Population Research and Policy Review

, Volume 31, Issue 4, pp 609–636 | Cite as

Sibship Characteristics and Transition to First Marriage in Taiwan: Explaining Gender Asymmetries

  • Wei-hsin YuEmail author
  • Kuo-hsien Su
  • Chi-Tsun Chiu


Sociologists have long been interested in the effects of sibship structures. Although previous research generally focuses on the impacts of sibship characteristics on educational outcomes, these characteristics may also affect individuals’ decisions about marriage by shaping their resource availability, parental expectations, or social skills and contacts. Using a nationally representative sample from Taiwan, we examine how sibship size, birth-order rank, and sibship sex composition are associated with men’s and women’s transitions to first marriage. The analysis shows that men who have no male siblings tend to accelerate their rates of entering marriage. By contrast, women with more siblings or in earlier birth positions are likely to do the same. We argue that the findings for women reflect the influences of sibship structures on household resource allocation, whereas those for men have to do with the cultural emphasis on sons’ responsibility for carrying on the family lineage. Moreover, Chinese cultural norms that prescribe different roles for married sons and daughters account for the asymmetrical mechanisms revealed for men and women in Taiwan. Results from this study thus underscore the need to consider family norms and cultural contexts in explaining the transition to marriage.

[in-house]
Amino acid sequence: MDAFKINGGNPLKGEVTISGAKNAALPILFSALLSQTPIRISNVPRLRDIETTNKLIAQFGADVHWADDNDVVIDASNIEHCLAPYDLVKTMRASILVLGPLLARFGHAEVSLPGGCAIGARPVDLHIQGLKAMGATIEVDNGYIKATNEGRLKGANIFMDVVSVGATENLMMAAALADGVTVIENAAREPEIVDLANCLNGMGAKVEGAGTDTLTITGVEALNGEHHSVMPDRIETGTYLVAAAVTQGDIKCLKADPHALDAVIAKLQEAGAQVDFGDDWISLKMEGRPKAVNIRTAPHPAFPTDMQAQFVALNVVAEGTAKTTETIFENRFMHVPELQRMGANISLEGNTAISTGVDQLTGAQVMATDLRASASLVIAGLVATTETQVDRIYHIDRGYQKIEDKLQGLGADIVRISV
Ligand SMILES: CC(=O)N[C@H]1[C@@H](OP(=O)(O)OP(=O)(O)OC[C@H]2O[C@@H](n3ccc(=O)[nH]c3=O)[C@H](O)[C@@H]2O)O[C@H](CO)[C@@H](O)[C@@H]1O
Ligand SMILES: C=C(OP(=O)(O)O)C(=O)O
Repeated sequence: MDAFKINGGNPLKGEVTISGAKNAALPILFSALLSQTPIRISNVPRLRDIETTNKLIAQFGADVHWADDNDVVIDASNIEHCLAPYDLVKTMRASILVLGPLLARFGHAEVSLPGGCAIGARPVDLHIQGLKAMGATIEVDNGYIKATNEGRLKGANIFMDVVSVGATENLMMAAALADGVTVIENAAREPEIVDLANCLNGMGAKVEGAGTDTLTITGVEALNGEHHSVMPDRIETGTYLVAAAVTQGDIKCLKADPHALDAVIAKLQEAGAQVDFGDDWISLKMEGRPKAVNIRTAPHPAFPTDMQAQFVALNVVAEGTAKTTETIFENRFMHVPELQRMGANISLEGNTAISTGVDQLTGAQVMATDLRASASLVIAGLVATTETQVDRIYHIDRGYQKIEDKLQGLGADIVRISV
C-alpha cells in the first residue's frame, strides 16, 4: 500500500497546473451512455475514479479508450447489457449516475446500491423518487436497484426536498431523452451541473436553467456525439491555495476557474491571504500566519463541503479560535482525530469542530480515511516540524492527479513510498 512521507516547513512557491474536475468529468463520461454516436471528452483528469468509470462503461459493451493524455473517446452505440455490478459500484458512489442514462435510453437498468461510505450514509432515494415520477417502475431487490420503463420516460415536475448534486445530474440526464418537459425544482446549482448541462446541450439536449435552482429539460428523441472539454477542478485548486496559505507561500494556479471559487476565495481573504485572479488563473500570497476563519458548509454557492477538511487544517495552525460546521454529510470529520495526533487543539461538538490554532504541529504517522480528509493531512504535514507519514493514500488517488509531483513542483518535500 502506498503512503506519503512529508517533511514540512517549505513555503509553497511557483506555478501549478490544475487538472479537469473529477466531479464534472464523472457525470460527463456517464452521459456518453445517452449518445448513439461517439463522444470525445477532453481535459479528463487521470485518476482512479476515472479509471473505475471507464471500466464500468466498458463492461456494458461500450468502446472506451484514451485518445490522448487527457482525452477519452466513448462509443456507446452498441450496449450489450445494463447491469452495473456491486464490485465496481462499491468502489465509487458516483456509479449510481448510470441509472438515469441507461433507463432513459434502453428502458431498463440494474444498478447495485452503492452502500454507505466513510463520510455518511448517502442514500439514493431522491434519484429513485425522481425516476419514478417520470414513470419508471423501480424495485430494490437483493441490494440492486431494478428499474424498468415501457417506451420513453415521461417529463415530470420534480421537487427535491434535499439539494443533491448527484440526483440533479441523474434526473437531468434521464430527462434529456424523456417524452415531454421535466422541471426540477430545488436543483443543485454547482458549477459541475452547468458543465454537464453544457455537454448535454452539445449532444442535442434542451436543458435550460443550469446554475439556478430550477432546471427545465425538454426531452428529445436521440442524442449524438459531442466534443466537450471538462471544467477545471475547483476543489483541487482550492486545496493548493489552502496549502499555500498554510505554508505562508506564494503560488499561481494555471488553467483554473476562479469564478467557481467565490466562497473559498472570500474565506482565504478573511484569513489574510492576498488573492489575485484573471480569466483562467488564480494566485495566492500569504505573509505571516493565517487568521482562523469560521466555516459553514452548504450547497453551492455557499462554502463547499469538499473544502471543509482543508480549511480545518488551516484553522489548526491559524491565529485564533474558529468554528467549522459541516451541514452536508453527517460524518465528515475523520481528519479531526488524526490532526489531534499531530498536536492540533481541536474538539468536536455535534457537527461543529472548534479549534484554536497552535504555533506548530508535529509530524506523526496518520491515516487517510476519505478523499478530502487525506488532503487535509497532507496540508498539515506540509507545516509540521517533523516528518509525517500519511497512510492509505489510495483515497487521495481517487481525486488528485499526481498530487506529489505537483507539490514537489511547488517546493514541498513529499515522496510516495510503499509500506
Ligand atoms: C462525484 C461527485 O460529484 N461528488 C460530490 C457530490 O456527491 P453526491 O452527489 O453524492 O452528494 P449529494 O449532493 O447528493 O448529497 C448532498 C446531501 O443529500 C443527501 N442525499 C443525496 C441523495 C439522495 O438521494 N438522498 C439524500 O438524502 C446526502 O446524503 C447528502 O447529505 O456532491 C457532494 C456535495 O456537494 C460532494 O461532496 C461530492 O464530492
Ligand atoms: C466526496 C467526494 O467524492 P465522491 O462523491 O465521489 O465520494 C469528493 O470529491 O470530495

Marriage timing Sibship characteristics Gender Chinese family norms 



The first author receives support from the Taiwanese Study Program Development Grant awarded to the University of Texas at Austin by the Ministry of Education in Taiwan. The research is also funded by a grant (NSC97-2628-H-002-176) to the second author from the National Science Council in Taiwan.


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Copyright information

© Springer Science+Business Media B.V. 2012

Authors and Affiliations

  1. 1.Department of SociologyThe University of Texas at AustinAustinUSA
  2. 2.Department of SociologyNational Taiwan UniversityTaipeiTaiwan

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